BRUSSELS — Hungarian Jews “feel increasing danger” in a country with a government that condones antisemitism, the president of Hungary’s Jewish community said.
Peter Feldmajer, president of the Federation of Hungarian Jewish Communities, made the remarks last week at a conference on antisemitism in the European Parliament in Brussels.
Though Hungarian government officials say they want to combat antisemitism, “behind the curtain we face a dark image,” said Feldmajer, who described the government’s policy as “two-faced.”
The extreme-right Jobbik party constantly libels Jews, while the state celebrates antisemites in school curriculums, he said. And he noted that several Hungarian municipalities have erected statues honouring Miklos Horthy, the Hungarian Quisling. Under his rule, 450,000 Hungarian Jews were sent to their death in the Holocaust.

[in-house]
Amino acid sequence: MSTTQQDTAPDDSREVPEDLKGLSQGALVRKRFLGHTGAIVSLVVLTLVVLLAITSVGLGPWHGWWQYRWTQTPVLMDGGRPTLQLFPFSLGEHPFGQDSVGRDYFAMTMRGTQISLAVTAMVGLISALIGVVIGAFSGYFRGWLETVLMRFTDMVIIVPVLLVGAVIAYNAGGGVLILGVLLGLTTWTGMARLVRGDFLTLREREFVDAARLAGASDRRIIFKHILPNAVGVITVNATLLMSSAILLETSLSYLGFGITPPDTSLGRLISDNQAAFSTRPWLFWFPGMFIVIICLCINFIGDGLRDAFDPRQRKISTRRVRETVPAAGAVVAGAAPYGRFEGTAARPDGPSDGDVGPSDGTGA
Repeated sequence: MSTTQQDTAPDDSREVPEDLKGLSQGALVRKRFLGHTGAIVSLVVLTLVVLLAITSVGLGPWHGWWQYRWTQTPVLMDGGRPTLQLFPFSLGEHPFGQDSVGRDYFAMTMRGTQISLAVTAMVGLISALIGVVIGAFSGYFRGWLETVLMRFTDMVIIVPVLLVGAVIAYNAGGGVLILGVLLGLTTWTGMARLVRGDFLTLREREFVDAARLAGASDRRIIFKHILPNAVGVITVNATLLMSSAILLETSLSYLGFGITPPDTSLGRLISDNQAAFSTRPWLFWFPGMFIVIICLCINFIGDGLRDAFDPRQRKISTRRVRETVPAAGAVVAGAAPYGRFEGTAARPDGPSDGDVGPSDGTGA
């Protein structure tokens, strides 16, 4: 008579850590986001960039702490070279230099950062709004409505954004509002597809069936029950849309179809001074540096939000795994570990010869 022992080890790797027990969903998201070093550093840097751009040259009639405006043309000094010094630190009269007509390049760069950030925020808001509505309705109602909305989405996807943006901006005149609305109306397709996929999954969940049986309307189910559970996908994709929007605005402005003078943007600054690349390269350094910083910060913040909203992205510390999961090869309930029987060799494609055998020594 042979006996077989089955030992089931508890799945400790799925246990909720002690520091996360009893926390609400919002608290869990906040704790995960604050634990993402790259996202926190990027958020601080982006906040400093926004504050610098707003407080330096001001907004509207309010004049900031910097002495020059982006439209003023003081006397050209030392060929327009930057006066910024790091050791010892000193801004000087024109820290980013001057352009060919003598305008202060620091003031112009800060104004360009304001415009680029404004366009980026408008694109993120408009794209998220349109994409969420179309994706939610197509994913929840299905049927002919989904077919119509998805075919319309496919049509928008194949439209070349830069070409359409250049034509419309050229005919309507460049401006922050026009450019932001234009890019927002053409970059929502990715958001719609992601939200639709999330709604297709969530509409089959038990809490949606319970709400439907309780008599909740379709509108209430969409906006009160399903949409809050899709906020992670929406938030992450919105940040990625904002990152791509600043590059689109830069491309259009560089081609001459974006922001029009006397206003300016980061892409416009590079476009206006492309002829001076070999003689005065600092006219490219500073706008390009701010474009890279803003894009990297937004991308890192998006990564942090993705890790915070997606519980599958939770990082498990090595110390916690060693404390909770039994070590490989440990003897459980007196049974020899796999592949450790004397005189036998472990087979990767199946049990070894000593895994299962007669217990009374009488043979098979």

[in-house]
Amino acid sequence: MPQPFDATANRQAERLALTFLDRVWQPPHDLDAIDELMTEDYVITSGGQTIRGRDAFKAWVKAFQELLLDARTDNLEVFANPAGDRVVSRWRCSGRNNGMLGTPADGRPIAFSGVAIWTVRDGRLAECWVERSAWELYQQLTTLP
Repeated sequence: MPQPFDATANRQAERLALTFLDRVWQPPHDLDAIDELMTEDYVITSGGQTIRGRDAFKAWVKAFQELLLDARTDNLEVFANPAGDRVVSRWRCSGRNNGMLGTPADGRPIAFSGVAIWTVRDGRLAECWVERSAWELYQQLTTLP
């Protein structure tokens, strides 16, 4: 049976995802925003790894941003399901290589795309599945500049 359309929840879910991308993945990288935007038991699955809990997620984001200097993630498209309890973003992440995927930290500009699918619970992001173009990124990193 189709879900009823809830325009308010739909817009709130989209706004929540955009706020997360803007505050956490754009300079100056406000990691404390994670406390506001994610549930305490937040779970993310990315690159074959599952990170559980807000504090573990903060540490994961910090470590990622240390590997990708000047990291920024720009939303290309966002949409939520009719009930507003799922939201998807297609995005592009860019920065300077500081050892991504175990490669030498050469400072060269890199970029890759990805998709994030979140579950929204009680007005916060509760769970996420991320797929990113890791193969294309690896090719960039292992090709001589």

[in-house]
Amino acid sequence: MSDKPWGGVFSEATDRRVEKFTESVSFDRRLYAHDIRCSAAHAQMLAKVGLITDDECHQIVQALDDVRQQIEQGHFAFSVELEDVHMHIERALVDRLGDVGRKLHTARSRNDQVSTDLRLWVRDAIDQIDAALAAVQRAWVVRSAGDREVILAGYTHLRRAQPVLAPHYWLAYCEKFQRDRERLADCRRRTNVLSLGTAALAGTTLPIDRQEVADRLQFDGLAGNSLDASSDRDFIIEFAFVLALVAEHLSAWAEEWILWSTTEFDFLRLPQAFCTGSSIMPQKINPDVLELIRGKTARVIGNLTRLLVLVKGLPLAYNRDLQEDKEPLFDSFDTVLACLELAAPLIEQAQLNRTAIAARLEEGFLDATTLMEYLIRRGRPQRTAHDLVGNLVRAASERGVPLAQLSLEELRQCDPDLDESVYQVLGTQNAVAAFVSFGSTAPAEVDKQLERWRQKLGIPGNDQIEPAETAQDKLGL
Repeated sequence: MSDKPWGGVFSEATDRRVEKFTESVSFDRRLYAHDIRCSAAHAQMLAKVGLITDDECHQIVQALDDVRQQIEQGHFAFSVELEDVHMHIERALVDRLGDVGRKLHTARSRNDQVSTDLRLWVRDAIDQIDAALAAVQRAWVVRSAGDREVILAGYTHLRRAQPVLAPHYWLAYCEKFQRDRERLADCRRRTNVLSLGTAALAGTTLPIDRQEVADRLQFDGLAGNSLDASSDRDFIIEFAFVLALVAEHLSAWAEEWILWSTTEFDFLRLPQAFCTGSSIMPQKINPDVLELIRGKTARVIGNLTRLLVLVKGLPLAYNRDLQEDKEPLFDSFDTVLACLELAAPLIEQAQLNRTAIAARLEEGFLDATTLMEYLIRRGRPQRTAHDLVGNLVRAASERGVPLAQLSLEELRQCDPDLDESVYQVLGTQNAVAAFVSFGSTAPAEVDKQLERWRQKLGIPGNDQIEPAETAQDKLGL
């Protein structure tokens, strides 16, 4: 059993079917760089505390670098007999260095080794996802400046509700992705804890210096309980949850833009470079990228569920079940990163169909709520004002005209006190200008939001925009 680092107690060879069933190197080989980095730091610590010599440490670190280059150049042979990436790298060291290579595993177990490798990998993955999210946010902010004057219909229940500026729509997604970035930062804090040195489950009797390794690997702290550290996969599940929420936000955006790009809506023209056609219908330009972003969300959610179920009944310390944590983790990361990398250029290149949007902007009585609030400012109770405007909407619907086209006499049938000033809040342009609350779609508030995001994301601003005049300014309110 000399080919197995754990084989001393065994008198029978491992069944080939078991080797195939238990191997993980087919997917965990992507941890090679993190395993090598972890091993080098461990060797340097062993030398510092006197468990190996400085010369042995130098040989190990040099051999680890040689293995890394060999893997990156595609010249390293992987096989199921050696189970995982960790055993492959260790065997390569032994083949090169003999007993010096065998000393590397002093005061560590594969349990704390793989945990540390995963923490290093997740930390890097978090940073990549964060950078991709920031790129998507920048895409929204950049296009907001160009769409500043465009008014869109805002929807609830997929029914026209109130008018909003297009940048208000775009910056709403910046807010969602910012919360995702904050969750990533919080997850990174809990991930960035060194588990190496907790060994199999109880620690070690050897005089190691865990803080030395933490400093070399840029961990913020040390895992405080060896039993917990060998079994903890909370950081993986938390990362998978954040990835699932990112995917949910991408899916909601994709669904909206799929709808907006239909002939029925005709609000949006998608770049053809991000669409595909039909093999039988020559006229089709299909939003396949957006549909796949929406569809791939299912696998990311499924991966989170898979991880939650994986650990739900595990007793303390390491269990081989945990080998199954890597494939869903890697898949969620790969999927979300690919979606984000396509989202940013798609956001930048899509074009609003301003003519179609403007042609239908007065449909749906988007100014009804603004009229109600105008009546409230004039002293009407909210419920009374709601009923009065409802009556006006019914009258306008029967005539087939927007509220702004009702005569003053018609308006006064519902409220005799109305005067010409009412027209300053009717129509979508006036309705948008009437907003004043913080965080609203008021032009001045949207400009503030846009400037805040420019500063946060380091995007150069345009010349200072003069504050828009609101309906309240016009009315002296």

“Streets and squares are named after Horthy, who stands as a hero for the people. The Hungarian Jewish people feel increasing danger,” Feldmajer said.
Panayote Dimitras of the Greek Helsinki Monitor, a watchdog on hate crimes, has quoted surveys showing that 80 per cent of the Greek and Hungarian populations favoured deporting foreigners.
“It’s no coincidence these are the only countries with neo-Nazi parties in parliament,” Dimitras said.
The conference in the Belgian capital was organized by B’nai Brith Europe and CEJI-a Jewish Contribution to an Inclusive Europe, along with the Inter-Parliamentary Coalition for Combating Anti-Semitism. Some 40 people attended, including several lawmakers.